My Inspiration

I started Flotsam Flo, not only to help reduce plastics getting into the waste stream, but also to save myself. This is a story you just couldn’t make up, but a story I am very grateful for.

I have always loved horses, dogs and Art. My Gran, Florence (in this picture), encouraged me with my Art and being creative. My other Gran, Avis, used to be a seamstress and so from the age of 7, she had me sewing up the edge of tea towels to practice my straight lines on the sewing machine in her kitchen.

I studied Art through school and college, but negative comments at college put me off drawing. I refused to draw as my confidence was very low and studied Graphic Design instead of Fine Art, which I had dreamed of. I gained a First Class honours degree in Graphic design. I used reclaimed fabrics and experimented with sewing. I then started working for local magazines and newspapers home in Cornwall. I loved this, but I wanted to stretch myself more. I trained to be a secondary school teacher, specialising in Design and Technology. I taught wood, metals, plastics and Textiles! This is what I loved teaching most, along with Art.

My Story

In 2019, I was cycling and training for a triathlon when I felt immense pain in my head and neck. I didn't know what this was or had caused this, but I cycled the 2 miles home. My Mum took me to hospital where I had scans. I'll never forget what the Doctor said. "You've had a bleed on the brain and you need to go to Derriford Hospital". I was blue lighted with my Mum to this hospital, in agony. I had suffered a subarachnoid brain haemorrhage for no reason. 1/3 of people die and 1/3 of people suffer life changing effects. I was one of the lucky ones.

My Gran, Florence, was a very strong role model in my life. We didn’t have a lot growing up, but we were very much loved. We learnt to use materials around us. Granny was very fixed on the ‘made-do-and-mend’ culture, perhaps because she was in the Land Army. She taught me that anything is possible, to get on with things and “there’s no such word as can’t”. Without this upbringing and embedded value, I can undoubtedly say that there is no way I would have made it as far as I have. 10 weeks after the brain haemorrhage, I competed in the Blenheim Palace Triathlon and came 3rd in my age category. I did rest after this but, since my brain haemorrhage, I have found there are things I can no longer do as easily. I forget things, I get confused and I get tired if I do too much. All of this is frustrating for me as I just want to get on with things, but I am learning to cope with this. I am just grateful to be here.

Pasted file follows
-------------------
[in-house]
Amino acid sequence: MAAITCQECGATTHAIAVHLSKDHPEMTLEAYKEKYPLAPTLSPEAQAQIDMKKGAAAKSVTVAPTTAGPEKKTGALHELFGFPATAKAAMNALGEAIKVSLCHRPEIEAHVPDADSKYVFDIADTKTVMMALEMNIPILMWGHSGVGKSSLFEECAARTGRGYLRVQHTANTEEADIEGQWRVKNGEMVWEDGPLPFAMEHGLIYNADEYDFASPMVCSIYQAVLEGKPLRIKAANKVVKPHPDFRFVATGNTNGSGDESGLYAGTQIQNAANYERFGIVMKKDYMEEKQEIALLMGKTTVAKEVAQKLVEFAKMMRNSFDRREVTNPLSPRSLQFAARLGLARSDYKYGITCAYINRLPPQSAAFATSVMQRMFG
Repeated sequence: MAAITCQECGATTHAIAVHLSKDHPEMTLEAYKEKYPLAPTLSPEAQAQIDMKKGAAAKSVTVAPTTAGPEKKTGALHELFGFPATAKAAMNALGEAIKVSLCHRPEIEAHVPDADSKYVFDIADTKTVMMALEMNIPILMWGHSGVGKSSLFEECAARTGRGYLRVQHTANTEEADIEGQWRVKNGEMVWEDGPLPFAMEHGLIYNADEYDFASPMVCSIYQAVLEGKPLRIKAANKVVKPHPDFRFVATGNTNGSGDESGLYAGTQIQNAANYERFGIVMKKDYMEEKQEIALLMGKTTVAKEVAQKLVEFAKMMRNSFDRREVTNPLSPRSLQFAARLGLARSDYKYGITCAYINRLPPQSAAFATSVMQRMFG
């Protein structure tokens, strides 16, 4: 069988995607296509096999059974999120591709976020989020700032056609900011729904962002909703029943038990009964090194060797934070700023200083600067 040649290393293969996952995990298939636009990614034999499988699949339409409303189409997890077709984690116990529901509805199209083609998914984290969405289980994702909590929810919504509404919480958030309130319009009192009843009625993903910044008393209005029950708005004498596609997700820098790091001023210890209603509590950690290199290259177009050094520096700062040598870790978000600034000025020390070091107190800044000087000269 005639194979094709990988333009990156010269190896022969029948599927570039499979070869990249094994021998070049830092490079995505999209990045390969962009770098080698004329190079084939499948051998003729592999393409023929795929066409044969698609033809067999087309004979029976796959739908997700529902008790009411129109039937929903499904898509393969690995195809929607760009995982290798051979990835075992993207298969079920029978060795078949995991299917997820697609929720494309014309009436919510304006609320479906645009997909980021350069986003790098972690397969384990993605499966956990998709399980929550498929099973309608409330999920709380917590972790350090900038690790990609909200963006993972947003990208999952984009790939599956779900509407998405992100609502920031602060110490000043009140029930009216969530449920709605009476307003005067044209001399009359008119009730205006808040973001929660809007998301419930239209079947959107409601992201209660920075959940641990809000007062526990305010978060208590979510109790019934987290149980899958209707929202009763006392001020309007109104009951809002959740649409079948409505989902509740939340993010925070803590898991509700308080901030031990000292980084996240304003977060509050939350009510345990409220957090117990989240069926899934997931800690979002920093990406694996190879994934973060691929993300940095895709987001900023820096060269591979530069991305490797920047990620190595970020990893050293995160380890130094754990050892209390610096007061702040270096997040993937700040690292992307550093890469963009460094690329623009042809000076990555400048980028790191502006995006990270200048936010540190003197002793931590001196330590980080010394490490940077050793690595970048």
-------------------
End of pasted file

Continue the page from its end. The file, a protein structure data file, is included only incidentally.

BBC Radio Cornwall described me during an interview as “Teflon”. I realised life is too short not to follow your dreams and goals and that tomorrow is never promised. At the end of 2021, I quit my teaching role and started Flotsam Flo. If it wasn't for my brain haemorrhage, I may never have been brave enough to take the leap of faith with Flotsam Flo. An incredible journey that I am still dealing with and learning that recovery is a long process.

"There's no such word as can't."

Flotsam Flo has helped me get through some very rough times. At my lowest point, I was working so hard but felt like I wasn't getting anywhere. I was crying at my sewing machine, not knowing where to go or what to do next.

This all changed part way through 2022 when I successfully got onto the Cultivator Cornwall Programme. This is the start of when my whole business turned around. I was awarded a grant for a Mentor, Clive Kessell of The Really Useful Advice Company. Flotsam Flo has just grown and grown from this. I was introduced to Peter Giddings from Biffa, who are now avidly supporting us. From this partnership, I have an amazing studio space, as well as business support. Through the Cultivator programme I received a grant for some amazing industrial sewing machines. All of this in one year! It’s amazing how things change and I am so grateful for everyones help and support. It is literally like a dream come true and I cannot believe everything that is happening.

If my brain haemorrhage has taught me anything, it’s that it’s OK to ask for help and support and tomorrow is another day. You’ve got this!